Friday, October 28, 2011

Taking Risks and Raising Awareness at EMU Theatre

On November 7 & 8 (Wed & Thurs) at 8pm and November 9 (Fri) at 5pm and 8pm EMU Theatre will be hosting the first Lab Bill of the season with seat-shifting performances of Oleanna by David Mamet and How I Learned to Drive by Paula Vogel. Each show deals with different types of sexual violence towards women. Oleanna is about a bright, young, feminist college student who accuses her professor of sexual assault. How I Learned to Drive follows the story of a young girl, Lil' Bit, who is sexually abused and assaulted by her uncle. Each show will be aired back-to-back both nights but display the issues in two completely different scenarios.

We decided to interview the women who are portraying the victims in the performances. These actresses have been kind enough to talk with us about the emotional process.

Meet Kendra Jones...
Kendra is a sophomore at Eastern Michigan University. Last year, she performed in The Student Written One Act Festival and is a well-loved makeup artist in the theatre department.
(Here are some of Kendra's makeup skills from Imaginary Invalid [photo credit to Randy Mascharka])

We spoke with Kendra about her experience with Olenna directed by Heather Antos. She explained the show is about a power struggle between a professor and a student. Kendra plays Carol, a student who is having trouble in her class and seeks help from her professor, played by Caleb M. Knutson. Carol views her professor as a misogynistic and arrogant man. He takes it upon himself to physically touch her in a way that makes her feel uncomfortable. She soon files a sexual harassment lawsuit against him and ruins his chance of receiving tenure.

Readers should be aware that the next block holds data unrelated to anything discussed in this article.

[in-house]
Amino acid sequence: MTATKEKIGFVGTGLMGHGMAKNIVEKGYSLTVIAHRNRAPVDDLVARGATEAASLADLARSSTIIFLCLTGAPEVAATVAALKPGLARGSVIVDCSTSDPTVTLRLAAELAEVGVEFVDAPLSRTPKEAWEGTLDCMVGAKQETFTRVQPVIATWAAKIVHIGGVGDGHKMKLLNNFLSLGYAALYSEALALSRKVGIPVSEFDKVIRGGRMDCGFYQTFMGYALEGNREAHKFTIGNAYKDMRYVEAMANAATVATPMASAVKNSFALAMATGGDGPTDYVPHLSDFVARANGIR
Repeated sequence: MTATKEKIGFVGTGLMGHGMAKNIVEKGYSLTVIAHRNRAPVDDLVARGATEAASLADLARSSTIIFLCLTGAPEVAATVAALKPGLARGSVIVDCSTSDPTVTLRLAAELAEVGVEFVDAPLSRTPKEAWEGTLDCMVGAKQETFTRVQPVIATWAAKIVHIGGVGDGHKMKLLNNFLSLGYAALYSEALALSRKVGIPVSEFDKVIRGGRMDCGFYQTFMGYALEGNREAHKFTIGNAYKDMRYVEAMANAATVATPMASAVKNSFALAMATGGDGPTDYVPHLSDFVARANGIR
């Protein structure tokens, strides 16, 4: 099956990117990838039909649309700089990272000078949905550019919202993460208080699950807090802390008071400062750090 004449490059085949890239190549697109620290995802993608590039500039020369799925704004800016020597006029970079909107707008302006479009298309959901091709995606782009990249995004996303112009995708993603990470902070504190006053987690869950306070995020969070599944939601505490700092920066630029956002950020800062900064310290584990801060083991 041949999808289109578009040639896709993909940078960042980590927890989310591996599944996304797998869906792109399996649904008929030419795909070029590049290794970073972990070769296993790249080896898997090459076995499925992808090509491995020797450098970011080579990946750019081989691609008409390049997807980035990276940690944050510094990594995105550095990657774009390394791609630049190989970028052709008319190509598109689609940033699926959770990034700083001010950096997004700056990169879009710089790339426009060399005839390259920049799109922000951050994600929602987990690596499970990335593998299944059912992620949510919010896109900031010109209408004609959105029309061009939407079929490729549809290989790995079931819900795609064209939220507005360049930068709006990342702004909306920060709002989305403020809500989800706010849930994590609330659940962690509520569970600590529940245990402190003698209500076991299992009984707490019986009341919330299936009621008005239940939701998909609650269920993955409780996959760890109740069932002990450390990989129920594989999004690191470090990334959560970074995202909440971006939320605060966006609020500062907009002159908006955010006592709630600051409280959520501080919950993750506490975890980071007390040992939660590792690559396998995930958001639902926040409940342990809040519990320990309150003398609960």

"She’s justified the entire way through. She gets a bit extreme. Personally, I don’t like conflict so I wouldn’t have taken it at far as she does. But she’s not lying about anything," said Kendra. "I am completely 100% on her side."

Kendra explained there is a chance that most of the audience will not take Carol's side and end up feeling sympathy for the professor.  "She’s taking on world issues by herself so she’s acting like a soldier. She’s being very combative," Kendra said. 

Meet Kelley Stonebreaker...
Kelley Stonebreaker is a senior at Eastern Michigan University. Kelley has performed in Rocky Horror, Spelling Bee, Into the Woods, Reefer Madness, and Little Me at EMU Theatre. (Notice ALL of the shows are musicals. This is Kelley Stonebreaker's FIRST straight play at EMU Theatre.)

"Now that I’ve taken enough classes and absorbed all of this information [about straight acting], it’s like a release," said Kelley.

How I Learned to Drive, directed by Sarah Leahy, follows the childhood memories of Lil' Bit (Kelley Stonebreker) and the inappropriate relationship with her Uncle Peck, played by Derek Ridge. The story twists and turns through various ages of Lil Bit as she narrates a situation that most victims hide their entire lives. "It’s difficult for anyone to be in a position of Lil' Bit. But the fact that I have to put myself in this position is challenging," said Kelley.

Uncle Peck takes on the father-figure role for Lil' Bit and is in love with her even when she's little girl. Throughout her life, Lil' Bit experiences several disturbing moments with her uncle and some honestly genuine moments with him as well - like when he teaches her to drive.

Kelley explains the show definitely has moments that will make audiences feel uncomfortable. "If anything I hope that people become more aware of this because it’s a lot more common than people think. Yes, people will be uncomfortable but this happens," said Kelley.

“I hope that they see the truth behind all of this. Because there's a point in her life where she finds a way of dealing and coping and surviving. It might not be the way that everyone does it, but she figures it out. She eventually gets to a point in her life where she is okay,” said Kelley.

We ask audiences to remember the directors, producers, designers, and actors recognize the weight of these issues and have done their best to handle the performances with professionalism.

If you or anyone you know has been a victim of sexual violence, please contact the Rape, Abuse and Incest National Network or visit Eastern Michigan University's Counseling and Psychological Services at Snow Health Center and always remember that you are not alone.

Performances: November 7 & 8 (Wed & Thurs) at 8pm and November 9 (Fri) at 5pm and 8pm. Limited Seating. Tickets $5.

1 comment:

  1. awesome article: heads up though, the shows are Mon-Wed, not Wed-friday. :)